It’s Christmas Eve, and a stollen recipe for all

It almost seems cold, white like snow, then melts into a sweetness unlike anything else. Bite a little deeper, and the aromas of Christmas, of butter, rum, raisins, and almonds that typify a real German stollen become apparent, and connect to the earliest stollen I ever ate. It was imported from Dresden, sent by my grandparents to Michigan, and came with an extra packet of powdered sugar, the cold/sweet magic I had at no other time as a kid. Now Dresden ties to other events, but for now, on Christmas Eve, let’s just think of the stollen, and those earliest childhood memories of family, snow, the Christmas tree, and anticipation.

Sometimes we came to Houston for Christmas to that big house on North MacGregor. For us, Christmas has never been a religious holiday, and as kids we were unaware of our Jewish family history, so we’ve never celebrated those holidays except with friends. If it were religious, for us, the tree would be the object of worship. It was always alive, and always had real candles on it, in ancient tin German candle holders. Well, at my grandparent’s house, that is. The candles were seldom lit. When they were, we sat quietly and looked at the tree, at the flickering candles and hunted among all the ornaments for the single red heart hung on the tree for “die Lieben in der Ferne” (loved ones far away), a bittersweetness 8 year olds are usually fortunate enough not to understand.

We celebrate that tree on Christmas Eve, with champagne, family, and the famous little sandwiches, open-faced, delights. We used to argue a lot over who had to make them! To begin, first each child brings a present to the oldest among us. We don’t have any children right now, not even any teenagers anymore, but we do have grandparents to receive the first gifts. We used to start with my Omi playing ‘Ihr Kinderlein kommet’ on the piano, but now we just listen to the CD.

Christmas in St. Louis may not happen for us for awhile. We may come back to Houston. We may go to Michigan. It is undecided.

About that recipe, well, here it is. Ideally, you bake this early, and it is first on a German baking calendar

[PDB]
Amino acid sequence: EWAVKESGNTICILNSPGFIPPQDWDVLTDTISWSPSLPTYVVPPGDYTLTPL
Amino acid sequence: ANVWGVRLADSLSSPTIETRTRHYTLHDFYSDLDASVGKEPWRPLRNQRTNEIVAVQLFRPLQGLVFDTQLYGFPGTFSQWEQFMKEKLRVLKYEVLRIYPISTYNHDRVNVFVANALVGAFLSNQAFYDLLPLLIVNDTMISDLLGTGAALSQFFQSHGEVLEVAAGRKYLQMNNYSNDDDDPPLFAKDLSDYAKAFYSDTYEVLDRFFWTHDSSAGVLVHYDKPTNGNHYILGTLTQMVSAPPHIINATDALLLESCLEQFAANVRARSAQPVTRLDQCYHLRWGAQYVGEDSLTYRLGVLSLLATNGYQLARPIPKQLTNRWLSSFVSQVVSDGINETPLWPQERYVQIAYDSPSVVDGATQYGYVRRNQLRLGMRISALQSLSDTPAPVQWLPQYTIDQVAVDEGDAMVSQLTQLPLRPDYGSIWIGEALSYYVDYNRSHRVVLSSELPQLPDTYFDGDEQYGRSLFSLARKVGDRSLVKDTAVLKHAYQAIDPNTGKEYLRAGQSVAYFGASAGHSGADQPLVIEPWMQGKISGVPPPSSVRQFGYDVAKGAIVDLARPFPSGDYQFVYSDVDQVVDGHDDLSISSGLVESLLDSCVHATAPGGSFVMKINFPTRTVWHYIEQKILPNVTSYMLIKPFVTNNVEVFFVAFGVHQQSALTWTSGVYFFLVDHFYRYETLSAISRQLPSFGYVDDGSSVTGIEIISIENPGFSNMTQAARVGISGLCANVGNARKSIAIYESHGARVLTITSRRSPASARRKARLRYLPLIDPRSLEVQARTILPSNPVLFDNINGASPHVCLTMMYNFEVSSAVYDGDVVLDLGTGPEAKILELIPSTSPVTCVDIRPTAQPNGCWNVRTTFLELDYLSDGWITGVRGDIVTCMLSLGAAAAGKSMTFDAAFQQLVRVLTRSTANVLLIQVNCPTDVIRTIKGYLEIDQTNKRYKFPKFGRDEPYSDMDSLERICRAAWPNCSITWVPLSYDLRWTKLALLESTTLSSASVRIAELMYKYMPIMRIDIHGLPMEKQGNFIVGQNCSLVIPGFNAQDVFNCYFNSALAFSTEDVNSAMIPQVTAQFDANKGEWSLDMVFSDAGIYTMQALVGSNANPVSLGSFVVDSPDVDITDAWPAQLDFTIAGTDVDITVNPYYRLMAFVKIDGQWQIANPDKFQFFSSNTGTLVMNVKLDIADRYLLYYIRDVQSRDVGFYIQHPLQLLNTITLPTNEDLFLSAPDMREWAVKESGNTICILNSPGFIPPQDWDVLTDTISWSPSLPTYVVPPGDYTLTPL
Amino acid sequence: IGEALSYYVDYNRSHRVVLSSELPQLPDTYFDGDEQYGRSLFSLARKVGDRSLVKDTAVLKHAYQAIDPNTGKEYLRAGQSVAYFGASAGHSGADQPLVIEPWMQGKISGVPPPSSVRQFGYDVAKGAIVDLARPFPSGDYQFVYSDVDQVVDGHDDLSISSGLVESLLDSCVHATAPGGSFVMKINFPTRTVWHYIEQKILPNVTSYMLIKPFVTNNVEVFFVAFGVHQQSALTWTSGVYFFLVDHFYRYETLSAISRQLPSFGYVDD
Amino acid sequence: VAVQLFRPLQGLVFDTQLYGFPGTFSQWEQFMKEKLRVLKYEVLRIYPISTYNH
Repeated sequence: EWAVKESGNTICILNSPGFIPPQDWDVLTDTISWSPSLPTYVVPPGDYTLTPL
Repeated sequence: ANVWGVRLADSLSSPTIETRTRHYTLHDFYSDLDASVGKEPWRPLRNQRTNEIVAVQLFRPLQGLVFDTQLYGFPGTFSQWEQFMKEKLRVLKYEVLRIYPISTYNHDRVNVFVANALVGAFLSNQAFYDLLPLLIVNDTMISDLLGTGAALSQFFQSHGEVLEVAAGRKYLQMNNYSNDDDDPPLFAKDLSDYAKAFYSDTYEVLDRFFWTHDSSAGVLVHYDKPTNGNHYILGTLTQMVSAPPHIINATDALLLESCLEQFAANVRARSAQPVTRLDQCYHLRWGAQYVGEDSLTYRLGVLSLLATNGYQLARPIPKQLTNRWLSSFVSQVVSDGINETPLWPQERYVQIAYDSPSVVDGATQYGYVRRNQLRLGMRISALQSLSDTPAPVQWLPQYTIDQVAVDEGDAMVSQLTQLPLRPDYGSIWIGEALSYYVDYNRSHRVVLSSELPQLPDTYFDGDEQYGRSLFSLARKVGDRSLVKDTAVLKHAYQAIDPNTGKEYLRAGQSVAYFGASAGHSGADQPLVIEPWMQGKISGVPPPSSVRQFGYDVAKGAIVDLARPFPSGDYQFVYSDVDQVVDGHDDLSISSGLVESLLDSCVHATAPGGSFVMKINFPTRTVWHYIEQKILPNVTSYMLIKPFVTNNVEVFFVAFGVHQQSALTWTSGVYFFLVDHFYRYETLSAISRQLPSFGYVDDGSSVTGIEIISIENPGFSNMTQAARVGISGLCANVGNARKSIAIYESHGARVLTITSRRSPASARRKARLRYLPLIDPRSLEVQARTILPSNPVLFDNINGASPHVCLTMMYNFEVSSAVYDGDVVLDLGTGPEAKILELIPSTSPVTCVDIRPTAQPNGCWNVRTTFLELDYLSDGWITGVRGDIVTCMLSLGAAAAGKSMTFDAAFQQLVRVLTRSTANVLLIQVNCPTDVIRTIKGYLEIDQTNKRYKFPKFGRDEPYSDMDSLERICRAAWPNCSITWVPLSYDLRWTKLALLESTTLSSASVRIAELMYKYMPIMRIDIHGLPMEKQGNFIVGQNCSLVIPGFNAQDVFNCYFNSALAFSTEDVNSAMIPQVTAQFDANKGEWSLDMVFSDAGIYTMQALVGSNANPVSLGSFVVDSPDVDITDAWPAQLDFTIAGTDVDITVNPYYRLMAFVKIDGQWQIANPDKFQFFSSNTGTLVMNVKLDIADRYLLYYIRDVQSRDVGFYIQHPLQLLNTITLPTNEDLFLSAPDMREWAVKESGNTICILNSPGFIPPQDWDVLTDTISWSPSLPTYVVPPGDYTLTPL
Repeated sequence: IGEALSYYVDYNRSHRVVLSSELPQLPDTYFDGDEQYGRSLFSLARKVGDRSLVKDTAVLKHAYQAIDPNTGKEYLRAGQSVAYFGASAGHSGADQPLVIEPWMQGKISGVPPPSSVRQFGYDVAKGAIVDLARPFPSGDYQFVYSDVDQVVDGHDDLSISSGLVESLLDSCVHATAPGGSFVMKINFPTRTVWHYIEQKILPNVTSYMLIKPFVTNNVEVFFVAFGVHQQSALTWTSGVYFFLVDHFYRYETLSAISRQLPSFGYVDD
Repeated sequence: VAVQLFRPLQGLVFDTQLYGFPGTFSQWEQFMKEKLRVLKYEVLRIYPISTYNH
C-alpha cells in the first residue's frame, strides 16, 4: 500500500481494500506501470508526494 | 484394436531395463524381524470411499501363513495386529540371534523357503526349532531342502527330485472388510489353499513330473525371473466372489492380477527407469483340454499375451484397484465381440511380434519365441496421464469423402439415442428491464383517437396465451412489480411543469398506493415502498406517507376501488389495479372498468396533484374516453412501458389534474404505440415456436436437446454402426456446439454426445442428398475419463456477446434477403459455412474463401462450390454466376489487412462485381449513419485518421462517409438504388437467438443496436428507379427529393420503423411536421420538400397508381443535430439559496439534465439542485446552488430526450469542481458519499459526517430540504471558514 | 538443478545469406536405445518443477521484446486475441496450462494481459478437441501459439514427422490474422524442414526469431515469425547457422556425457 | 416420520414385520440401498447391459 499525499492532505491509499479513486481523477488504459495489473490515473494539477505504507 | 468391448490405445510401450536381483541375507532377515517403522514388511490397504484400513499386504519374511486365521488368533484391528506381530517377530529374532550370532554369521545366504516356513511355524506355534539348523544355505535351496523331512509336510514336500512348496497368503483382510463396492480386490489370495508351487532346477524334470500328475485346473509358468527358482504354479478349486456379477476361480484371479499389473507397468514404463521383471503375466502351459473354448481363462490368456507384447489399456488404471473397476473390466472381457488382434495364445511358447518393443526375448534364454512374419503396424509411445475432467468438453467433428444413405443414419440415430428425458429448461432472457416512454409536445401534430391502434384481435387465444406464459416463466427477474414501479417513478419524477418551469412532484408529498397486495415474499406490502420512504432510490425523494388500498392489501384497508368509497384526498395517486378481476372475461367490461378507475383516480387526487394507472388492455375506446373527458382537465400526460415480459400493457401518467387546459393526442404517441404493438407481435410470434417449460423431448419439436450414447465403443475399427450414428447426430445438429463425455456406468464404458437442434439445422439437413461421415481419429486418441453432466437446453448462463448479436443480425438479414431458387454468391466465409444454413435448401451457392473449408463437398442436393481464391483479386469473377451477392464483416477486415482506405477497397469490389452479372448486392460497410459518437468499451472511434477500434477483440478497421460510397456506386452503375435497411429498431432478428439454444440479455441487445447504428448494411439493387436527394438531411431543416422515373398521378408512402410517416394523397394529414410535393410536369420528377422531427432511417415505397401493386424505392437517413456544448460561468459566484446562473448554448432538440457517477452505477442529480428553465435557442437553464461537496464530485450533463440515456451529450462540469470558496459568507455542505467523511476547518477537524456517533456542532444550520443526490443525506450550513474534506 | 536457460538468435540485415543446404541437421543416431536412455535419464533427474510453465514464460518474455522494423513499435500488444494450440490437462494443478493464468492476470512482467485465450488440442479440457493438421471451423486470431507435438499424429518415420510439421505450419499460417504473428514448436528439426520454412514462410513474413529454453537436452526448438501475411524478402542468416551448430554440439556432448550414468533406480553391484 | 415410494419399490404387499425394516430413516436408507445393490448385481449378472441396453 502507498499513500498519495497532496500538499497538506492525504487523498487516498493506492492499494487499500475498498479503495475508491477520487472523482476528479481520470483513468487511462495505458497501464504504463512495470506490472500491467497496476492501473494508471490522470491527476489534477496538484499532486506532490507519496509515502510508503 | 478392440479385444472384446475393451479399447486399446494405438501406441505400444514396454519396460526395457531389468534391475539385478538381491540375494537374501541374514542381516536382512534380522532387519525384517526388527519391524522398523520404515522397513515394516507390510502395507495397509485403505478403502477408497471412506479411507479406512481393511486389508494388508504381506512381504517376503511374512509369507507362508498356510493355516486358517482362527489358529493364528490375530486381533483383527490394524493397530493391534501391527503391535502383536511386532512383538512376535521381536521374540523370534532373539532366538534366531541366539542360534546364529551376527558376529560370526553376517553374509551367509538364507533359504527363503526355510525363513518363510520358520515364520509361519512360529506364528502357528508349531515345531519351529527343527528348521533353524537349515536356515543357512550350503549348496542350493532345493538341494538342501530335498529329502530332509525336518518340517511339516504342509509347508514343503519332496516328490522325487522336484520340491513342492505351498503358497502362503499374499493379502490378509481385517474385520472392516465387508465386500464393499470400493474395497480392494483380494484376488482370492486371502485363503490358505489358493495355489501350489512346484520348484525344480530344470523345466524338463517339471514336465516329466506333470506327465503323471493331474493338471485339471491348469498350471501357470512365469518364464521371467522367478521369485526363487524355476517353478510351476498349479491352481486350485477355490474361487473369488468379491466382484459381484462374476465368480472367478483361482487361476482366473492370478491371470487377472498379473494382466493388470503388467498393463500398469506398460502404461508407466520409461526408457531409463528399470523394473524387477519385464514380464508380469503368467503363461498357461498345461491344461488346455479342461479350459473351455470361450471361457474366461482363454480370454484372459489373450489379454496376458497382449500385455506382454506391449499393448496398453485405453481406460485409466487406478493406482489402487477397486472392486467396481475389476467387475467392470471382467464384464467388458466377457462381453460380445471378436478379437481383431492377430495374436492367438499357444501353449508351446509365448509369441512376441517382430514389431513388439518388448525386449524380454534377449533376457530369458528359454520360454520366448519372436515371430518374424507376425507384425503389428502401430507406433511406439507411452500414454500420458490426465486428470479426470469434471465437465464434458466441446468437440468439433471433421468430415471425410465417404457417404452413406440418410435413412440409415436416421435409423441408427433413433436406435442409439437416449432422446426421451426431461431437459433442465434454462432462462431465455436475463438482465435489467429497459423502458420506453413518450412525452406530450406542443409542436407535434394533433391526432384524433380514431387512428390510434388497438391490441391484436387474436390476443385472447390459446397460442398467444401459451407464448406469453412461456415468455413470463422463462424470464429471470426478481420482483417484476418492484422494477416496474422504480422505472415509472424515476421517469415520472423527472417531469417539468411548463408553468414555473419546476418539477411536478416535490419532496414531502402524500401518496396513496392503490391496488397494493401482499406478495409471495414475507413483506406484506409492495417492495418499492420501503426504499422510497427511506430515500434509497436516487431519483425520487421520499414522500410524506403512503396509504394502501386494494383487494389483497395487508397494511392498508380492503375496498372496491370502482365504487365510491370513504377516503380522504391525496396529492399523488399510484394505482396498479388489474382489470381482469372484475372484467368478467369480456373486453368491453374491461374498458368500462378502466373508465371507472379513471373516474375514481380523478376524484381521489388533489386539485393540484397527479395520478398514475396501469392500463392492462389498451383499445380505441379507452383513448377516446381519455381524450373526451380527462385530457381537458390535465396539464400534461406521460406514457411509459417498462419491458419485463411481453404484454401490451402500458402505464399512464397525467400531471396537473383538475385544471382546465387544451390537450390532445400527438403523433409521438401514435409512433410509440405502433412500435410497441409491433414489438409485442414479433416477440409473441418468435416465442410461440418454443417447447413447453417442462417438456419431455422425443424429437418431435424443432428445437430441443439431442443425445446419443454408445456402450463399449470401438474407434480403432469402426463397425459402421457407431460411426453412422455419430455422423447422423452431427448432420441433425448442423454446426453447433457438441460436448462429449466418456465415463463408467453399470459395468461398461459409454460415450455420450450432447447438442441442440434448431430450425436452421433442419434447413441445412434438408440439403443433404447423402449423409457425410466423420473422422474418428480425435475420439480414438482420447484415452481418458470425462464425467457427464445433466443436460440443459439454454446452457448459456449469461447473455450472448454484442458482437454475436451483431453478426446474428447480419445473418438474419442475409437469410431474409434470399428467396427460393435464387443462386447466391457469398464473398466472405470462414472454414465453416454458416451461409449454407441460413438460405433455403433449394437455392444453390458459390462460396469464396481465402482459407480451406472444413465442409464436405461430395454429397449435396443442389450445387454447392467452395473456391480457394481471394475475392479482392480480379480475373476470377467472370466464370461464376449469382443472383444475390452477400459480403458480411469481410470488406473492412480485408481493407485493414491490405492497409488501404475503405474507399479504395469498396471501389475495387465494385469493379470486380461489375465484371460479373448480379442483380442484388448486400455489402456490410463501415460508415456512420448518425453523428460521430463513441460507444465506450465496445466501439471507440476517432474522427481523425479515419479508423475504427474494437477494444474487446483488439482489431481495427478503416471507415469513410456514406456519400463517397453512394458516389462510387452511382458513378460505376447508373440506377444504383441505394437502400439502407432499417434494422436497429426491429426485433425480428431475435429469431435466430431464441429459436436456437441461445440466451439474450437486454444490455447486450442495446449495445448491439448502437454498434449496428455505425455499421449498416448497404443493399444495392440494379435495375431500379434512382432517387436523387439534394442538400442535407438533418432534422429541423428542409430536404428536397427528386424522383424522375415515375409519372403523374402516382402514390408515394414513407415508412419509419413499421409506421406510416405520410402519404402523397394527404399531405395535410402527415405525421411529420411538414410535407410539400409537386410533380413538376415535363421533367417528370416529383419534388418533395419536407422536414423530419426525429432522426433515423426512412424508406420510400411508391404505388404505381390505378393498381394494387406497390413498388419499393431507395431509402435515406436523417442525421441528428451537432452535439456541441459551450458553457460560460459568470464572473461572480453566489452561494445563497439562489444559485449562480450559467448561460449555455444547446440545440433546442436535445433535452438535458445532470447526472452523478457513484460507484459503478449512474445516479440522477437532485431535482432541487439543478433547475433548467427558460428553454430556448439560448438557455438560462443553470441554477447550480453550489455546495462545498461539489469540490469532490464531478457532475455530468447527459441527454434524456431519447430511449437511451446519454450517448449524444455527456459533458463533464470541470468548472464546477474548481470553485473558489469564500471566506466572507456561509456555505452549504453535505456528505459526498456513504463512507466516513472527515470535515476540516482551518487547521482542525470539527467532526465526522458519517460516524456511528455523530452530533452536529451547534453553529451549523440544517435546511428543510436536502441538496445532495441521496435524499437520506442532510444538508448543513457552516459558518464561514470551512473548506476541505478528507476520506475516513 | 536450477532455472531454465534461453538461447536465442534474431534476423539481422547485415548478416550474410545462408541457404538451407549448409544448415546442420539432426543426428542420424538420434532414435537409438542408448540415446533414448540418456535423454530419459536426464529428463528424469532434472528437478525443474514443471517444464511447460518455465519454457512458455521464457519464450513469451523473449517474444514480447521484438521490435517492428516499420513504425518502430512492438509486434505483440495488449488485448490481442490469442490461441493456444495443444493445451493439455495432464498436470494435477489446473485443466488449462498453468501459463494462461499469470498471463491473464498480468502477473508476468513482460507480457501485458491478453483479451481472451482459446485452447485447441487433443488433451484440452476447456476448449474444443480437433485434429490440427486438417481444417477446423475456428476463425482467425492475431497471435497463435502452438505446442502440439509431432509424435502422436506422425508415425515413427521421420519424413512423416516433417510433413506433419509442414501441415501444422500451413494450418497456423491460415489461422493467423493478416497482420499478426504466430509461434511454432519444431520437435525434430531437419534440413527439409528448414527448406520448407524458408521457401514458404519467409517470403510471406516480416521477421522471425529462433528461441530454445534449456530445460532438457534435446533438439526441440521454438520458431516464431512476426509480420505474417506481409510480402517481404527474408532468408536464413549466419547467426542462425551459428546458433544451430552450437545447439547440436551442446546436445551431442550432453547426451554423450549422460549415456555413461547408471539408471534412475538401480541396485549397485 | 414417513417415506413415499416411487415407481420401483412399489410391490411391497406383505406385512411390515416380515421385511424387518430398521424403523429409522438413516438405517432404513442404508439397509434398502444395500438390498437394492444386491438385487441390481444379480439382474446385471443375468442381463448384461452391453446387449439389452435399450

Stollen

Preheat oven to 350 F when you get to the last rising.

8 cups flour (1 kg)

1.5 cups water (370 ml)

1.5 cups butter (3 sticks, 340g)

0.75 cups sugar (120 g)

3 eggs (200g)

0.75 teaspoon grated lemon rind from one lemon (2 g)

0.75 teaspoon salt (5 g)

1 teaspoon active dry yeast

0.5 -1 lb raisins (300 – 500 g) soaked in rum

0.25 cup rum

0.5 – 1 lb almonds (300 – 500 g)

3 cups powdered sugar

Method:

Mix all but the raisins and almonds into a soft dough. Knead well by hand 10 minutes, or in a Cuisinart or Kitchenaid.

Roll out the dough, and put the raisins and almonds on it. If you forgot to soak the raisins in advance, just microwave the raisins in rum.

Roll up, and let rise 1 – 3 hours.

Punch down, shape into 4 loaves and let rise 1 hour, then bake about 40 minutes in 350 degree oven.

Take out of oven.

When cool wet the stollen all over with water (or you can use melted butter) and then coat in powdered sugar.

Wrap in aluminum foil. Will keep for weeks.

You may want to top off the powdered sugar when you serve the stollen. Its good for breakfast with coffee.

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Christmas Eve sandwiches.

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I change my mind a lot about how many raisins and almonds are best.

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I use the Cuisinart to knead this soft bread dough.

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Roll it out to receive the almonds and rum-soaked raisins.

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I’m thinking that was too many almonds and raisins.

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Roll it all up and let it rise a couple times. Then shape into four loaves and bake on a cookie sheet.

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I wet my hands, rub them over the stollen, then cover generously with powdered sugar.

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It could have half the number of almonds and raisins, and is best aged a few weeks, if you can wait!

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About Joan E. Strassmann

Evolutionary biologist, studies social behavior in insects & microbes, interested in education, travel, birds, tropics, nature, food; biology professor at Washington University in St. Louis
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